Once considered a niche furniture category, wood slabs are getting increasingly popular due to their stunning natural beauty and one-of-a-kind appeal. This article aims to inform readers of the common forms of wood slabs in the market and their pros and cons.
At Grey and Sanders, we interpret the term “wood slabs” to be:
A flat piece of wood that is unique and displays organic character. Often used as table or benchtops, wood slabs automatically elevate the space they are sited on.
To us, cookie-cutter furniture does not qualify as wood slabs. Laminates and veneers over particleboard do not qualify as wood slabs. Most furniture manufacturers have a goal of standardising their products to manage customer expectations. They color woods to make colors uniform and use very narrow strips of wood (15 to 20 per tabletop) to achieve consistency. We have a completely different philosophy when it comes to wood slabs. To us, owning a wood slab is like owning a unique piece of art crafted by mother nature herself.
A key distinction between types of wood slabs is whether it is composed of a single slab of wood, or two or more pieces that are joined together. Joining is necessary as not all trees (especially slow-growing trees) are wide enough to yield usable single slabs. For example, a walnut tree grows at an average rate of 6 to 8mm in diameter a year. Even a tree of 90cm diameter, which is typically over 100 years old, would only yield 4 to 6 slabs of width 75cm and above.
A cross-section of how single slabs are made from one tree.
The scarcity explained in the preceding paragraph is the reason why single slabs are highly sought after. Typical American walnut single slabs are made from trees over 100 years old! Further, they represent the beauty of the tree in its most natural form - single slabs often come in more organic shapes as they take the original form of the trees. If you are looking for a stunning table slab as the piece de resistance for your space, single slabs are one of the best options.
Pros: You get to enjoy the slab in its most natural form, keeping the original shape of the tree!
Cons: Wide slabs are hard to come by, the irregular shape may be odd for your space.
Note: Single slabs are only rare for slower-growing species such as teak and walnut. Fast-growing tropical trees such as Albizia Saman (also known as Suar wood) are very common and are lower quality woods.
Bookmatched slabs are our best sellers, as they offer an interesting symmetrical look while being able to achieve an ideal width for dining tables. Bookmatching involves joining two successive cuts of wood from the same tree to form a slab. Only the best sections of the tree (typically more than 100 years old) are meticulously selected and processed for book matching. Such methods also result in higher material wastage.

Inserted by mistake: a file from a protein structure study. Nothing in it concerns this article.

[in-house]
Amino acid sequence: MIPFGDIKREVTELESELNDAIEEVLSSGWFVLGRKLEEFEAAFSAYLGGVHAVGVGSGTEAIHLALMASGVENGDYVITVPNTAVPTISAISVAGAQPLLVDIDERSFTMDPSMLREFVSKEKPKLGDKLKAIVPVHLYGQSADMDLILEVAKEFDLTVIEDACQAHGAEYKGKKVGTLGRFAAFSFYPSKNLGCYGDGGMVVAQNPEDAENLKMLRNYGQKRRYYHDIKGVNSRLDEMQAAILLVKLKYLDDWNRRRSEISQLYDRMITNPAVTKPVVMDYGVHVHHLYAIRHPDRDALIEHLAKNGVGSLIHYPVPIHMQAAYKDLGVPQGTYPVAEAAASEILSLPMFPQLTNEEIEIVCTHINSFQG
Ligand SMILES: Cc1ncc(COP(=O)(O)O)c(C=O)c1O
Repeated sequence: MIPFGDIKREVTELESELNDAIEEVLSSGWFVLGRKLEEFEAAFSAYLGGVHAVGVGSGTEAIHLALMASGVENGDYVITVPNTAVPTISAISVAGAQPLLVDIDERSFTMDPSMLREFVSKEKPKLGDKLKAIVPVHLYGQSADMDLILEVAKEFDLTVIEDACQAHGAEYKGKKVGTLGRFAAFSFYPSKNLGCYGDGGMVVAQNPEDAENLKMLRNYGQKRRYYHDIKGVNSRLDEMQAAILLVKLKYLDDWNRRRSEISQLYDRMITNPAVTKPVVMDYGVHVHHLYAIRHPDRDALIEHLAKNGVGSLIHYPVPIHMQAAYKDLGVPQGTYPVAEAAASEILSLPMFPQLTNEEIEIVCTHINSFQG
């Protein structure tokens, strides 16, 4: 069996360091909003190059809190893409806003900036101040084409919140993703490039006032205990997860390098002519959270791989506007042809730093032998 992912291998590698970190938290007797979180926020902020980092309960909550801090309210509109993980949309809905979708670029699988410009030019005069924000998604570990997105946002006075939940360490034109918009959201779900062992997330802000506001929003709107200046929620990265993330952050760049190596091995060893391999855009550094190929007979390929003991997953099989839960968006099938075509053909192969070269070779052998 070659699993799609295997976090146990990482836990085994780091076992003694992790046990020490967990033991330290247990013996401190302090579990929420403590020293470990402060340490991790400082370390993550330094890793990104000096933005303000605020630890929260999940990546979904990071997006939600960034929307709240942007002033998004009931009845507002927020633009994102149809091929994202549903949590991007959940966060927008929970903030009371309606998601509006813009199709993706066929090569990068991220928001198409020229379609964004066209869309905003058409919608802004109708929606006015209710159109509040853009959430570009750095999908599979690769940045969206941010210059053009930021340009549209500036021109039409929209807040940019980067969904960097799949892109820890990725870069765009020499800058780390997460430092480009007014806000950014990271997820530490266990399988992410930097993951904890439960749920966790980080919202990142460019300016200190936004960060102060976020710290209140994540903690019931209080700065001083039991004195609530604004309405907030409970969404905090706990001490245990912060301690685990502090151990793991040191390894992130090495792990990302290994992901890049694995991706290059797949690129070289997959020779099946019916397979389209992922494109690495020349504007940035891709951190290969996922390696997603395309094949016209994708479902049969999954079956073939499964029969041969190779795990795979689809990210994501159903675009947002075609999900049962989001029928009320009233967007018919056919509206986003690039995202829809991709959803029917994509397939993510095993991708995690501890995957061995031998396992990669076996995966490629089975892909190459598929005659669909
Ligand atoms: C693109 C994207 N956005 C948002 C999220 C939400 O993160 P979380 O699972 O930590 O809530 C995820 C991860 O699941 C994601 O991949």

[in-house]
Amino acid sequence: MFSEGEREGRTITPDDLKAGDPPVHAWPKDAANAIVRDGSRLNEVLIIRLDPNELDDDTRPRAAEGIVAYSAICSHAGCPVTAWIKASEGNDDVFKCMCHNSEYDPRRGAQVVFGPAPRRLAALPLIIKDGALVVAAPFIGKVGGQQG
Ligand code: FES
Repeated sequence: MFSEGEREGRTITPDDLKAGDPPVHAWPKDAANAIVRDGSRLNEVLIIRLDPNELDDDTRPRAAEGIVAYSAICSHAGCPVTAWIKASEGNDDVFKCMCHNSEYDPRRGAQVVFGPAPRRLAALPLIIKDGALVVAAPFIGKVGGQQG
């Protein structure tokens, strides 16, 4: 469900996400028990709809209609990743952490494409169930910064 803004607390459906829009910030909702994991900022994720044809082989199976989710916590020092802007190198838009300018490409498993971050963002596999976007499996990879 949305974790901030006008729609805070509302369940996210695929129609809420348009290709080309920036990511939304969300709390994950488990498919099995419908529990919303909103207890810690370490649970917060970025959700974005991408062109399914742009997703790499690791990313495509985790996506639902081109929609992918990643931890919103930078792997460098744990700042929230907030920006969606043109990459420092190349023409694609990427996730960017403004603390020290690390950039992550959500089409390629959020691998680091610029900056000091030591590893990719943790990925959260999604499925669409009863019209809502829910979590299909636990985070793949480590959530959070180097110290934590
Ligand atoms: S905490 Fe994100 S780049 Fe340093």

Pros: The best of both worlds, you get to enjoy consistent and symmetrical grains and also get slabs wide enough for a dining table
Cons: Depending on the grains, the joint line can still be visible on some slabs.
Note: Jointing is done with wood glue and wood dowels which helps to increase the surface area for adhesive to bind to, makes it just as durable as unjointed wood.
An example of how wood glue is applied to a wooden plank.
An example of how bookmatched trees are picked and where they get cut to form a table.
Multi-joint or Hexo tables (named after the average number of planks that form the tabletop) are made by joining narrower wooden planks. Six to eight planks of wood for a tabletop still allows the achievement of a unique look. Hexo slabs can be made from younger trees, or from the leftover pieces of wood from trees used for single and bookmatched slabs. Hence, it is the most wallet-friendly option. While they tend to look more plain compared to single or bookmatched slabs, they are suitable for those going for a more muted yet organic look. It is also easier to achieve wider widths with hexo table tops.
Pros: The most price-friendly option, and you can request for custom slabs if you need really wide tables.
Cons: The grain and colour variation on Hexo slabs can vary a lot.
The jointing process of making a Hexo tabletop.
Just like the Amazon rainforest, these tables have a river within them as well. However, this river is made out of epoxy resin. What is that? To put it in simple terms, it’s an adhesive and waterproof material that is long-lasting and requires minimal maintenance. Due to these qualities, it best suits the longevity of the wood which can last a lifetime. The juxtaposition of a timeless traditional material (wood) with a contemporary one (epoxy) makes this slab a majestic piece altogether.
Pros: Modern and unique design, and able to achieve wider slabs.
Cons: Due to the cost of epoxy resin these tables are priced more than other slabs.
As you can see, each product class has its pros and cons. At Grey and Sanders, we have over 200 wood slabs for your selection and are able to support customisation to your requirements. You're guaranteed to find something for any interior and budget! To find out more on wooden furniture read our wooden furniture guide here!